In this article a synoptic evaluation is made in respect of the estate planning and wills of South African nationals working, investing or living in foreign jurisdictions, in the broader context of globalisation and internationalisation. Estate planners and testators may inadvertently leave family members in a financially vulnerable position or diminish family assets due to a non-appreciation of international private law. The importance of international wills, the role of testamentary trusts, and the potential impact and reciprocity of international instruments are considered. The most applicable Hague Conventions and the EU Succession and Matrimonial Property Regulations are discussed in an attempt to give an overview of the current legal position. In discussing the role of international private law, its practical application is illustrated by way of reference to a few jurisdictions popular among South Africans with multi-jurisdictional estates, namely Malta, Portugal, the Netherlands and the United Kingdom. Although there may be more popular emigration jurisdictions amongst South Africans, this contribution focusses on the South African who lives, works and plays in a European context, without necessarily cutting his or her ties with the homeland. Not all attempts to harmonise wills, deceased estates, succession and matrimonial property regimes have been met with the same levels of enthusiasm by the international community. Contributing hereto may be the fact that fiduciary law deals with sensitive and very personal aspects of individuals and is closely linked to the different worldviews of communities. It is argued that not only fiduciary advisers and will drafters, but also attorneys and notaries involved with prenuptial agreements, should be proficient in the workings and implications of the applicable international instruments. Lastly, an argument is made for more pragmatic and commercial style thinking in the arena of fiduciary law.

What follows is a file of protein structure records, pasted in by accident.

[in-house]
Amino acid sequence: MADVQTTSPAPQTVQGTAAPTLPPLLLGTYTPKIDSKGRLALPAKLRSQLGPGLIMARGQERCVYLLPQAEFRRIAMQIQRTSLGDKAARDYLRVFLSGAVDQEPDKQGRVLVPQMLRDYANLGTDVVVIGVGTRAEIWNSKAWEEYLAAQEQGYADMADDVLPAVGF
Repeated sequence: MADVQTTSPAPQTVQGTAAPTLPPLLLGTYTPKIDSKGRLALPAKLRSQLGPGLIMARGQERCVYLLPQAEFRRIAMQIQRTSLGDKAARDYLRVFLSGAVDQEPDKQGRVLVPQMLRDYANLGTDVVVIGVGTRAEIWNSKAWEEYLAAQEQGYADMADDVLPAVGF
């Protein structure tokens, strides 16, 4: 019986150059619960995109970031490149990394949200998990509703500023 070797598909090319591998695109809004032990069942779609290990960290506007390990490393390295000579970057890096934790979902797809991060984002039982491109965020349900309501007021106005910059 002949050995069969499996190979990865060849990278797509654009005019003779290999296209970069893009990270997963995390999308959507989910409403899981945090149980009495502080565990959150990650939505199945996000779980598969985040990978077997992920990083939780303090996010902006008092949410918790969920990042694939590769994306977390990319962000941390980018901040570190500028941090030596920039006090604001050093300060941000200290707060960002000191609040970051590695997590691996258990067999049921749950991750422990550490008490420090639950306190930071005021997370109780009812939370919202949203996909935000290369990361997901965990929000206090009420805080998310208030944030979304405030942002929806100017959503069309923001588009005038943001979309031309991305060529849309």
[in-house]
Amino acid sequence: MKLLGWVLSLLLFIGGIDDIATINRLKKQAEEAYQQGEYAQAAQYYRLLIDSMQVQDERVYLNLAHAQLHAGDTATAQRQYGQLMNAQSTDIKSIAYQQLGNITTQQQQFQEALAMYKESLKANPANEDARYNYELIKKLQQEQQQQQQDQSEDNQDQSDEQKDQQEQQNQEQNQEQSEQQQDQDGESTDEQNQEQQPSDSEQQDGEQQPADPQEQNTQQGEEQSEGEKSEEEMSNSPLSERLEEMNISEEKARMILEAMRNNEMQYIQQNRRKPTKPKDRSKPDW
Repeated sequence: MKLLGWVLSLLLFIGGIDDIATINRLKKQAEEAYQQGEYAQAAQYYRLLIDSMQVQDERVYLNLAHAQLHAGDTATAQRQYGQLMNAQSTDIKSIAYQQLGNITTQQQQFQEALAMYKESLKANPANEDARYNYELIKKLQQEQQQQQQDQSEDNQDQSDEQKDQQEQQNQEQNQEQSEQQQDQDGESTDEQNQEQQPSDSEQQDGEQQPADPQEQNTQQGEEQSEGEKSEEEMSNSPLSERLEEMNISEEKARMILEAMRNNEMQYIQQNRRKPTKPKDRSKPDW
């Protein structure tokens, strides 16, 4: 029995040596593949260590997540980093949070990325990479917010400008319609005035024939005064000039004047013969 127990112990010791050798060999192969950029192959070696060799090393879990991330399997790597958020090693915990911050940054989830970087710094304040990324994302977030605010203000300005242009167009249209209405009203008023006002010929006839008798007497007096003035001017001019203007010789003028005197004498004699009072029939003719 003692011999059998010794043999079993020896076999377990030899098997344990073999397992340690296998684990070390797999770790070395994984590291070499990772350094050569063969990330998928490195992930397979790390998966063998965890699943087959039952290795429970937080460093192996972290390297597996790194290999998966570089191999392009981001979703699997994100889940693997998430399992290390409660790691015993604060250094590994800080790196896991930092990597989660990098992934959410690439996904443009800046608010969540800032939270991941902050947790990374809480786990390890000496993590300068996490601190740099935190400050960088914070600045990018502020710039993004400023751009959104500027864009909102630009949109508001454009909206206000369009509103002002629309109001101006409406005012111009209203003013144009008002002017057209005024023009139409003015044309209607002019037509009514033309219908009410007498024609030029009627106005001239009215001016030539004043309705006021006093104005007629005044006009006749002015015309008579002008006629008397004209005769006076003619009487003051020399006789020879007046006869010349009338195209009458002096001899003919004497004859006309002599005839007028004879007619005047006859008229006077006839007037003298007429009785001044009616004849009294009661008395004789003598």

Eben Nel, Estate Planning and Wills Across Borders: Sometimes a Quagmire in the Making, Potchefstroom Electronic Law Journal (PER/PELJ), volume 24 (2021).